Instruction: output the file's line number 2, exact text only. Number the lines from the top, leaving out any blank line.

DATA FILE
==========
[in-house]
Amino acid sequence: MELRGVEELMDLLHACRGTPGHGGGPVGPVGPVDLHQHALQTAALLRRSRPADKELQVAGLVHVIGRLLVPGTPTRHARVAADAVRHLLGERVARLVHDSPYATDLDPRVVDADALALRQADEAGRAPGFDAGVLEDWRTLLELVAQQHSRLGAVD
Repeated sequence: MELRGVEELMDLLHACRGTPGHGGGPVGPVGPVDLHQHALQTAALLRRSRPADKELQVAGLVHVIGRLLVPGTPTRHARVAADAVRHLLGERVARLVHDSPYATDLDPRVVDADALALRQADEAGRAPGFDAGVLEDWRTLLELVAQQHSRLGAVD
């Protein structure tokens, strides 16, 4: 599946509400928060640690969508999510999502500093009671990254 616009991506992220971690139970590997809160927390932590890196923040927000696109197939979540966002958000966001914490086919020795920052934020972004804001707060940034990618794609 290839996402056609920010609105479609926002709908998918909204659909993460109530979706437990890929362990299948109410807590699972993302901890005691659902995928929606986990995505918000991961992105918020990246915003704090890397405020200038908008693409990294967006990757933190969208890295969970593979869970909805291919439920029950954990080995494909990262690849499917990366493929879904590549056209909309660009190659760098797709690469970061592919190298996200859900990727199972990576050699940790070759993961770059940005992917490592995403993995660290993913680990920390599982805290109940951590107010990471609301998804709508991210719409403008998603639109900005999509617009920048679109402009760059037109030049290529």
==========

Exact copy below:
Amino acid sequence: MELRGVEELMDLLHACRGTPGHGGGPVGPVGPVDLHQHALQTAALLRRSRPADKELQVAGLVHVIGRLLVPGTPTRHARVAADAVRHLLGERVARLVHDSPYATDLDPRVVDADALALRQADEAGRAPGFDAGVLEDWRTLLELVAQQHSRLGAVD